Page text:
Authorities in Sierra Leone have found a really cool and ingenious way to deal with their very undisciplined and uneducated drivers who are involved in thousands of accidents every year – a fun board game meant to be played for several months by any newbie wanting a driver’s license. Before actually being allowed to get behind the wheel, players will find themselves in realistic situations where the only way out is to give the right answers to traffic law and conduct questions.
The game, called “The Drivers’ Way”, might look like your regular board game but it has a quirky twist – the rules of the game are real driving rules and players move pieces modeled like classic cars around a colorful board as they advance. The dice is cleverly made into a traffic light but even if the light is green, players still have to tackle tough traffic law tests to go further. If they fail the tests or have a broken tail light, they get a fine, just like in real life. The game, which apparently plays a bit like Scrabble, seems easy enough if you know your signs and speed limits. Thousands of copies of the game have already been made, each costing 60,000 Leones (about $14). Sarah Bendu, executive director of Sierra Leone’s Road Transport Authority explains that “they (novice drivers) will have to pay for it. Then they will play it for two or three months, or maybe just one if they’re smart enough, then they will come for their test.” I’m guessing that after playing it months on end, the West African country will have some seriously determined drivers.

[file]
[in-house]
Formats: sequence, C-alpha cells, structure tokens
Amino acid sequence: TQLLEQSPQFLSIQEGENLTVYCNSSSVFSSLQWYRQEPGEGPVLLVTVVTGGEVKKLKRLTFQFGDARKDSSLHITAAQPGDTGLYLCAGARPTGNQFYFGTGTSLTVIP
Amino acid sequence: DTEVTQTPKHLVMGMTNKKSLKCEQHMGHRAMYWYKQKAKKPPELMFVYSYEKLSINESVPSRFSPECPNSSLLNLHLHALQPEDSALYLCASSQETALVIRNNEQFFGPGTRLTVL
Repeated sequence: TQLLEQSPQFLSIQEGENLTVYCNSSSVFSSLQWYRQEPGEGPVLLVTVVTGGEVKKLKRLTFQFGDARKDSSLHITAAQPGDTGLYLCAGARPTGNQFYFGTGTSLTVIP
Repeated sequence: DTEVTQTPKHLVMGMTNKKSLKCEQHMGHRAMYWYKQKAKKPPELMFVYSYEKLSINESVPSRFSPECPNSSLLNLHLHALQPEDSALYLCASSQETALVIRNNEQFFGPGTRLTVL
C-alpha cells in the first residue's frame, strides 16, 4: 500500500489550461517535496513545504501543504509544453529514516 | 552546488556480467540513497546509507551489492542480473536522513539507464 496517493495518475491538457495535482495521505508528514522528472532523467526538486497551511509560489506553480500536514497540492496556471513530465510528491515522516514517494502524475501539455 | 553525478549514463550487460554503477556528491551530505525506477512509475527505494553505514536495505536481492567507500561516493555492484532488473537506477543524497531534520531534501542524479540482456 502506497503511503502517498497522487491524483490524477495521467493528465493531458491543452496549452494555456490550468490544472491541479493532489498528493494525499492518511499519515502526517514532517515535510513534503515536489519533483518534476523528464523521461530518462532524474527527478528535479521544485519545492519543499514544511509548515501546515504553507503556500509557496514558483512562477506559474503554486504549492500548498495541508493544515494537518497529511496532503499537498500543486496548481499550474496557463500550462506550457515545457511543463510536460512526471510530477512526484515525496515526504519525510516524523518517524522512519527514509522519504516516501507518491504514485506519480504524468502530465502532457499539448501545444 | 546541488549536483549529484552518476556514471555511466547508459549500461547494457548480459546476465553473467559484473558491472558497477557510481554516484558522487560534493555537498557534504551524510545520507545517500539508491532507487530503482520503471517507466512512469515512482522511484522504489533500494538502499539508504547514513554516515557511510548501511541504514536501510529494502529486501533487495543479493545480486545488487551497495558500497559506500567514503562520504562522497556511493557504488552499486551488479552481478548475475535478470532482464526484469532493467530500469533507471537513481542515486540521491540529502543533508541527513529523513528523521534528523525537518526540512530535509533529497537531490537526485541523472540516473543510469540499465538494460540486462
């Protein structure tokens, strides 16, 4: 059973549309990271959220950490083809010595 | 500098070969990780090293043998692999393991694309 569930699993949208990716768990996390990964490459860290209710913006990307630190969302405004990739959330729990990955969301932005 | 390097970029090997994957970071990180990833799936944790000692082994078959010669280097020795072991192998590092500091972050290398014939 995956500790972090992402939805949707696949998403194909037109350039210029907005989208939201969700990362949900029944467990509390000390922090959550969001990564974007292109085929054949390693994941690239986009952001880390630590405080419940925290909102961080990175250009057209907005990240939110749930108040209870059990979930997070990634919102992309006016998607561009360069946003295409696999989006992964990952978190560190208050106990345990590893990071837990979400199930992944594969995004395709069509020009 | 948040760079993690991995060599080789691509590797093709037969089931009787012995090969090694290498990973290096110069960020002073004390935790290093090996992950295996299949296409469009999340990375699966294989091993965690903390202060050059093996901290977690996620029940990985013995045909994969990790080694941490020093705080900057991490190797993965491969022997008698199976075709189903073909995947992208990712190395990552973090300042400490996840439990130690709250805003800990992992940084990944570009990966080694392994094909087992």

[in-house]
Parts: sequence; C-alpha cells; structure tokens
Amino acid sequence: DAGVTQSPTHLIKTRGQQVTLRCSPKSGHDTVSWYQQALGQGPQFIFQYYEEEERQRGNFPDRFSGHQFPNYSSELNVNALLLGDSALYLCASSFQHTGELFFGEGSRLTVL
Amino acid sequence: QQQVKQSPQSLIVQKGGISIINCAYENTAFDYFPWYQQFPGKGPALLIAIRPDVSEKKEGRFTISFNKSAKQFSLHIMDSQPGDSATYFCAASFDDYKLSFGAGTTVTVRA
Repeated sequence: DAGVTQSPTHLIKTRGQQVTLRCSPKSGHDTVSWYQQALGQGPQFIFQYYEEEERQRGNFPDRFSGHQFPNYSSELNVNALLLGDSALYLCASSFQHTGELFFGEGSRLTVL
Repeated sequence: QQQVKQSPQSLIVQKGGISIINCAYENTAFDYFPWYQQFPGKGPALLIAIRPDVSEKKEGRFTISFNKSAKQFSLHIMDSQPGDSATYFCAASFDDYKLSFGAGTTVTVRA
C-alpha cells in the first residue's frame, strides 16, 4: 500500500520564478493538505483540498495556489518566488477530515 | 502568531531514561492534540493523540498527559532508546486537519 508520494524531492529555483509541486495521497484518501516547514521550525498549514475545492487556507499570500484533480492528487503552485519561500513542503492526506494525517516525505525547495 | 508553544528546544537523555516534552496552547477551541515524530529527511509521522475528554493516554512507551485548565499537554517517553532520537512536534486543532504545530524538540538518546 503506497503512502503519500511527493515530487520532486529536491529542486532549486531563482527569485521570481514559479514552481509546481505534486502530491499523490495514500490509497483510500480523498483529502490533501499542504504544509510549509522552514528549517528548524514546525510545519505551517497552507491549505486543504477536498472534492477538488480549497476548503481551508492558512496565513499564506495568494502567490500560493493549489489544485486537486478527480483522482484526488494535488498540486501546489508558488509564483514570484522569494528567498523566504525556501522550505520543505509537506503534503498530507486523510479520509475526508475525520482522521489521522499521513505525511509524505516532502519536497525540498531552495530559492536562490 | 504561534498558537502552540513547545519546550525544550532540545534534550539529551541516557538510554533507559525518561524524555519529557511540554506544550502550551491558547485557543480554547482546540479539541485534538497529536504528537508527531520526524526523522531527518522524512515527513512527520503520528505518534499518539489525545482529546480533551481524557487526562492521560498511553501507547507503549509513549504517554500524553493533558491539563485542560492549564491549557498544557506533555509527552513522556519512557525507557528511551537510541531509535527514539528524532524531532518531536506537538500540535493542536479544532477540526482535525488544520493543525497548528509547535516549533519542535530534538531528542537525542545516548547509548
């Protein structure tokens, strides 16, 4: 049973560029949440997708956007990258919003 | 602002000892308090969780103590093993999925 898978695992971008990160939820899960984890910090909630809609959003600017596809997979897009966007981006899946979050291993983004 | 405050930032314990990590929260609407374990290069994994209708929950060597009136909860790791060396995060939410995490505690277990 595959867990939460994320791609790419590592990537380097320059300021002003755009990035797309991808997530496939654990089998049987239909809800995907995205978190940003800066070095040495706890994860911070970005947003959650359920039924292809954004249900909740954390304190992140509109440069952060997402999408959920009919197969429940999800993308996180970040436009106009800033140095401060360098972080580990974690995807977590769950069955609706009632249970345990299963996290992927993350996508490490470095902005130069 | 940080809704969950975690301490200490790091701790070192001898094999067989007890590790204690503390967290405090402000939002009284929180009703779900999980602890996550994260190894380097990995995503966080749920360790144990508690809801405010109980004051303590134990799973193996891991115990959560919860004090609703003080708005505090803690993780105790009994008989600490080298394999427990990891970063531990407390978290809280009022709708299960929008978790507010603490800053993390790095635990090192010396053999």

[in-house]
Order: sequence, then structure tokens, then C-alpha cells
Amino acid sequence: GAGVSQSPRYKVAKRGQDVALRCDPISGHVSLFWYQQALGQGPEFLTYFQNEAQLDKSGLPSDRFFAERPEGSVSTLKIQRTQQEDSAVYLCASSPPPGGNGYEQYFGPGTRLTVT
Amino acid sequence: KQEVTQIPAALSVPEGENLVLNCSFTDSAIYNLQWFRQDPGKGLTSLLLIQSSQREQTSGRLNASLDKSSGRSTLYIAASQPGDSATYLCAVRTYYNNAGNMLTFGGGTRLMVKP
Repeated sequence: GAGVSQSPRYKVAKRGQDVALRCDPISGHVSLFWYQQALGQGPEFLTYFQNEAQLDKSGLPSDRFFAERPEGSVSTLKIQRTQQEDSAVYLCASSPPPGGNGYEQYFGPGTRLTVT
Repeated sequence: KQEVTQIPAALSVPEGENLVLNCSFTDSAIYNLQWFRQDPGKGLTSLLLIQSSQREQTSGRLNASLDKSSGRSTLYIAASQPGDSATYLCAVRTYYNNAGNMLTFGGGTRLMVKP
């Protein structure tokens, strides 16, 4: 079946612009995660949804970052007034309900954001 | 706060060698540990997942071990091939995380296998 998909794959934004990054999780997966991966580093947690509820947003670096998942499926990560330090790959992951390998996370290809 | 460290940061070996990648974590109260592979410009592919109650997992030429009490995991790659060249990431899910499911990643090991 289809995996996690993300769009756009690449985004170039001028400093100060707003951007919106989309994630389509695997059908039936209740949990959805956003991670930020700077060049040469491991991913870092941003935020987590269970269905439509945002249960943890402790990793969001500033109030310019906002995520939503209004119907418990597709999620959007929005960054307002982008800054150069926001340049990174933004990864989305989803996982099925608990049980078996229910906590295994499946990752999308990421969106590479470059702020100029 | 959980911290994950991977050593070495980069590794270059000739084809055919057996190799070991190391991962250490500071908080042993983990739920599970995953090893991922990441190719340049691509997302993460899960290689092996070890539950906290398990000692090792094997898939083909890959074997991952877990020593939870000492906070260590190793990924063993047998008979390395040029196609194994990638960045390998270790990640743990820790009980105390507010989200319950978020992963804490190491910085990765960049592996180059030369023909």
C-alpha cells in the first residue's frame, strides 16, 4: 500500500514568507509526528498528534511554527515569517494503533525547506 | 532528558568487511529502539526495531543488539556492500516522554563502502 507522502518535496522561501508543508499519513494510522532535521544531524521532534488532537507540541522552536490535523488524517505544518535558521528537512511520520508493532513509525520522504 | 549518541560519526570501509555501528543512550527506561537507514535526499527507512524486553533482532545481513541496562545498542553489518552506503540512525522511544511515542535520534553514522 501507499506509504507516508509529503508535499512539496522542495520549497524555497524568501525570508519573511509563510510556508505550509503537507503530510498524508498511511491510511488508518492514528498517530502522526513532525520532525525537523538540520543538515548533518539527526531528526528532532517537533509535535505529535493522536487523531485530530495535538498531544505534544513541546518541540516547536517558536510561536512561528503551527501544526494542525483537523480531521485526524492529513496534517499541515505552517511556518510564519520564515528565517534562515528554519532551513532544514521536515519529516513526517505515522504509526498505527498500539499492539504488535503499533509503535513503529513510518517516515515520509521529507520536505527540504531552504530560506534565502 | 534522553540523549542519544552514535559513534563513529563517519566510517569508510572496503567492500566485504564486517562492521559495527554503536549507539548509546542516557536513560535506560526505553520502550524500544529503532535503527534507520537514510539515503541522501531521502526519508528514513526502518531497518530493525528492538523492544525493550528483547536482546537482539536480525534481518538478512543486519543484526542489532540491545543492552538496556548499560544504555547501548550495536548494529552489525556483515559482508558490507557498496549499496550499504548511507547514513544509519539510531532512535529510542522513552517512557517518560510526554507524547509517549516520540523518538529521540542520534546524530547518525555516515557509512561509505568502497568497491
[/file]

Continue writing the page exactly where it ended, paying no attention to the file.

Photo: Behance.net (not the actual game)
The game was created by Morie Lenghor – Assistant Inspector General of the police, who says it will help future drivers considerably. According to him, most crashes in Sierra Leone are the result of ignorance of the highway code and most drivers not knowing half the road signs The game concept was meant to be fun and attractive to young people who are eager to hit the roads and might not have the patience to study the law properly. Because of the corrupt system, some of them chose to pay for their license and never even get to take a test. “If you have the money it’s easy,” said an official working in the car-hire industry. The countless car accidents and hundreds of deaths – 380 were reported only last year, are also a result of driving on degraded roads with defective vehicles but also because, as incredible as it seems, most traffic lights do not even work.